Take a little trip with us through the park. It’s forty-five minutes of Dino-mite conversation Here is a link to a previous post on the first film.
Take a little trip with us through the park. It’s forty-five minutes of Dino-mite conversation Here is a link to a previous post on the first film.
Well if you were one of those people who had been encouraged by early word that this edition of the Pirates franchise was measurably better than the last one, be prepared to be disappointed. It is just as limp and unmemorable as “On Stranger Tides” but it does have the advantage of having a better title. Being honest with you all, I liked the movie well enough as I was watching it, but it is a nothing burger in the long run. You will not care about or be moved by the characters here in any lasting way. For a couple of hours they will do things in front of you, some of which are amusing but none of which has any bearing on the world.
Johnny Depp was a star before this series started but he became a “superstar” once Captain Jack became his signature role. His return to the role feels very passive. Whereas he was the protagonist in the original film, he has become more and more a secondary character in the subsequent movies. Jack is a passenger as we are on these elaborate voyages. The character does not really initiate any action but rather participates in the elaborate Rube Goldberg sequences of action and comedy. The most memorable visual gag I can recall from seeing the movie this morning concerns the blade of a guillotine, rising and falling towards Jack as the device itself tumbles through space after an explosion. It requires almost no engagement on Depp’s part, with the exception of some facial mugging during the sequence.
The story actually concerns two other characters, the son of Will Turner and Elizabeth Swann, and a women who is accused of witchcraft but claims simply to be a scientist. The connection between these characters is accidental at first but as plot threads revel themselves there is little chance that this is all going to tun out to be a coincidence. That is one of the major issues I have in feeling connected to the films after that first endeavor, the characters seem to randomly connect and then bond, betray and reconnect as the script demands rather than what the characters do. Geoffrey Rush’s character Captain Barbossa has evolved so much from the antagonist of the first film, to hero of later movies that it makes my head swim. Maybe this is where the precedent for those “Fast and Furious” allegiance shifts came from. This movie is stuffed with secondary characters who are attached to the plot but do nothing to move it forward, and then they are in with the core group and out in the next scene. I just feel like waiting to the end to see what point of view I am supposed to have for anyone.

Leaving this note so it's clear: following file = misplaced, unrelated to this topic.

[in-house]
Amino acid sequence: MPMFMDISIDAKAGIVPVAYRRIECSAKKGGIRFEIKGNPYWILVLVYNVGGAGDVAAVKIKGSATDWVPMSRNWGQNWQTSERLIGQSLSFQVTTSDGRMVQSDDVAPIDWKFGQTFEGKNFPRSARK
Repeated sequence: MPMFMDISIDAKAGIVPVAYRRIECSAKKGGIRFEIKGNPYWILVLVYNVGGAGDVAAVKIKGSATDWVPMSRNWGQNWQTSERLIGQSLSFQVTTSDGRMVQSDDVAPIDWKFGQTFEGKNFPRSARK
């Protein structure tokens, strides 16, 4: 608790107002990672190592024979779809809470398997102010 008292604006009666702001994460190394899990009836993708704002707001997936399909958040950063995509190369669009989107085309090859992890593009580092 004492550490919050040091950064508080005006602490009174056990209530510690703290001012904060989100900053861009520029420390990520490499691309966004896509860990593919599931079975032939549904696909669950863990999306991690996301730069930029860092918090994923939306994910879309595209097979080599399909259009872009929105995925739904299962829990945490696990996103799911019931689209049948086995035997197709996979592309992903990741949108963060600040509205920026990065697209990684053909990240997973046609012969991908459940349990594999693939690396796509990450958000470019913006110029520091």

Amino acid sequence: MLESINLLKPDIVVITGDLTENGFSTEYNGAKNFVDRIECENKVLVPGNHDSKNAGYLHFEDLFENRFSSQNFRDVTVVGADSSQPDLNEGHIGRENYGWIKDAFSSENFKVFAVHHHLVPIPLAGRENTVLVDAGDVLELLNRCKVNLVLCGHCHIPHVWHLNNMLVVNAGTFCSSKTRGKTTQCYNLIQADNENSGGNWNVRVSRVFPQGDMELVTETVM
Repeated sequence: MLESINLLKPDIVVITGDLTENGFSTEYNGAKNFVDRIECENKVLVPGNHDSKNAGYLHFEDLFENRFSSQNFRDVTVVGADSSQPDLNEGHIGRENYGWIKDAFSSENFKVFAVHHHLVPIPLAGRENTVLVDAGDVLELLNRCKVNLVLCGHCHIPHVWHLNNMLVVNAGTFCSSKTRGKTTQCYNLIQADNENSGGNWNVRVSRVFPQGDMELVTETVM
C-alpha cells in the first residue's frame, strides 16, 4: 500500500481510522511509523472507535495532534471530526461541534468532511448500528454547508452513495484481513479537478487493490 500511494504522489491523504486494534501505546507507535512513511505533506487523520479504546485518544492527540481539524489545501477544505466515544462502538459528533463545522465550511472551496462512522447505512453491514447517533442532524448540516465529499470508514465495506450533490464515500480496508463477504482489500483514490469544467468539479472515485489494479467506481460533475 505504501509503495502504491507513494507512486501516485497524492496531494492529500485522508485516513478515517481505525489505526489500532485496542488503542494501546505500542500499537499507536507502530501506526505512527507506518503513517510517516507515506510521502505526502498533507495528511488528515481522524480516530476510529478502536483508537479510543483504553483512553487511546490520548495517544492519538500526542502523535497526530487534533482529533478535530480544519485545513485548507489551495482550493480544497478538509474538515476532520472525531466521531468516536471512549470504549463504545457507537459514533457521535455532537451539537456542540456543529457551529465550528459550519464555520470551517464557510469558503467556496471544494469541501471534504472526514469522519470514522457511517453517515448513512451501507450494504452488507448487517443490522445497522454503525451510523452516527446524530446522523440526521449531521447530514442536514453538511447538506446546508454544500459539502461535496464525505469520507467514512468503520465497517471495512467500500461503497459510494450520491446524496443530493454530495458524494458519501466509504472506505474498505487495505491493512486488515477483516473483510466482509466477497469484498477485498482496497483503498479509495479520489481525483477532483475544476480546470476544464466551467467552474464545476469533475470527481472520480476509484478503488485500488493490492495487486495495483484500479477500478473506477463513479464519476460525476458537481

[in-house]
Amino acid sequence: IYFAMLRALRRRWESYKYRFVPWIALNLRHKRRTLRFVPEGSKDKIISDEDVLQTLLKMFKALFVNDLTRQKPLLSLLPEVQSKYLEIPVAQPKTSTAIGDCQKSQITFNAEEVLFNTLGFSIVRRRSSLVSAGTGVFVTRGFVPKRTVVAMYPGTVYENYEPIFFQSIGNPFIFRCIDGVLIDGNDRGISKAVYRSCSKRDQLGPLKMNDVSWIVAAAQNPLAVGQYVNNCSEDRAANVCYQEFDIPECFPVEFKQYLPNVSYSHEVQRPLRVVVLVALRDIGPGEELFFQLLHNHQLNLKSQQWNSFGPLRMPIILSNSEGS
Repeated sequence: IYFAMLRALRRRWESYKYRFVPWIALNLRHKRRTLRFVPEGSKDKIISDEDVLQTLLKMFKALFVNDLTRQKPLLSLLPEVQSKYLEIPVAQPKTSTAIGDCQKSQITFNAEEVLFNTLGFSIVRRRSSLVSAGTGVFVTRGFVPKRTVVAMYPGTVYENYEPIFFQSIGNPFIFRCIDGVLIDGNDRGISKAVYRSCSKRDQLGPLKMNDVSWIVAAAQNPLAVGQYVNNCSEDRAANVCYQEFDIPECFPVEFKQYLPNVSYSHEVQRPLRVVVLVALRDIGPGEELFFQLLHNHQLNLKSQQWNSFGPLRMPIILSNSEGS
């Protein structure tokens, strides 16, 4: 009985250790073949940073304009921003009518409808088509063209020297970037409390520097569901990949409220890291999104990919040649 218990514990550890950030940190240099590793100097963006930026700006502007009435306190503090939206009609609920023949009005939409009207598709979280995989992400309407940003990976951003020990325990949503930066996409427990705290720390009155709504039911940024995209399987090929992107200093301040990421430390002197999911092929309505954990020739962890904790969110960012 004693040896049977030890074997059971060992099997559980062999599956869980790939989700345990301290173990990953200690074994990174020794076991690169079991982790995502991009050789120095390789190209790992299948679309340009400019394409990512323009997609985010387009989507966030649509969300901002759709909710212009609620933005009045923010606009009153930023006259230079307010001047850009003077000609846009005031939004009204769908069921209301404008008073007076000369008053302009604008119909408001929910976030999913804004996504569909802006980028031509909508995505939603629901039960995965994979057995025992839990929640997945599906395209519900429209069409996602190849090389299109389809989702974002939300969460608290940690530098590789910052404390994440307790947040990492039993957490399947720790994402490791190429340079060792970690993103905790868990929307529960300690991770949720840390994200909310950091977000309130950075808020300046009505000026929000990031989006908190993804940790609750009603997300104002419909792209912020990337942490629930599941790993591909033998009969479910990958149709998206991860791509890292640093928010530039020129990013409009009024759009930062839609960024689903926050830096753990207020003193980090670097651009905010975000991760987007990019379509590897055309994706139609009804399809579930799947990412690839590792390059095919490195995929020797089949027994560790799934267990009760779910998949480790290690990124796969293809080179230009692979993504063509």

A second major issue for me are the plot points concerning the sea curses and legends. They always seem to come out of nowhere and are explained quickly without much rhyme or reason. That’s because there is another one coming at any minute. The logic of the compass makes no sense at all. It is unimportant until it suddenly is. There is a map that comes out of thin air, requires the magic of a blood moon to be able to see, but that can;t be read until it can be, with the help of a crystal that somehow allows a star map to function. What?, you might ask. Don’t bother, in a second, dead pirate hunters will not be able to exist on soil, then they can possess a body but never come back to their own corpse, until they can. It is all completely arbitrary.
Depp has some funny lines but he frequently is so into the alcohol soaked line delivery that has been selected for him that you don’t get their full impact. The elaborate and complicated battle that has Javier Bardem’s character chasing Jack from ship to ship using the canons as platforms to jump from and land on, is so darkly lit that you miss some of the fun of the sequence. None of the swordplay has the energy or sense of swashbuckling verve that made pirate movies fun in the first place. Heck, I liked the zombie sharks as much as anyone but here needs to be some byplay and conflict between the characters. Mostly we just get Bardem slathering after Sparrow without much of a plan. It’s frustrating when you can see possibilities for a great character driven action movie but the next visual set piece is going to stop it short. If you are a regular reader here, you know I don’t give stars or number ratings, I just try to give my feelings after the experience. I did not have any strong feeling about this one way or another. So that will probably tell you that the three above the title stars are a lot more stars than I would give.
OK, it’s time to fill your tank, strap yourself in and forget everything you learned in science class. We have another entry in “The Fast and the Furious” franchise to watch.This logic defying, cheesy dialogue spewing, CGI mismash, is what I like to refer to as “Craptacular”. It doesn’t need to make any sense, it just needs to entertain us for a couple hours on a sunny weekend afternoon after we’ve had a nice lunch and we are looking for some air conditioned silliness. “F8 of the Furious” as I insist it should be spelled, has a lot of things going for it despite the cockamamie story telling, paper thin characterization and 1000 yard stare machismo. I don’t anticipate these films like some people do, In fact I was not even sure I would see this one. But when the history of my life is written, I won’t hate myself for having enjoyed these movies a bit. They feel like summer.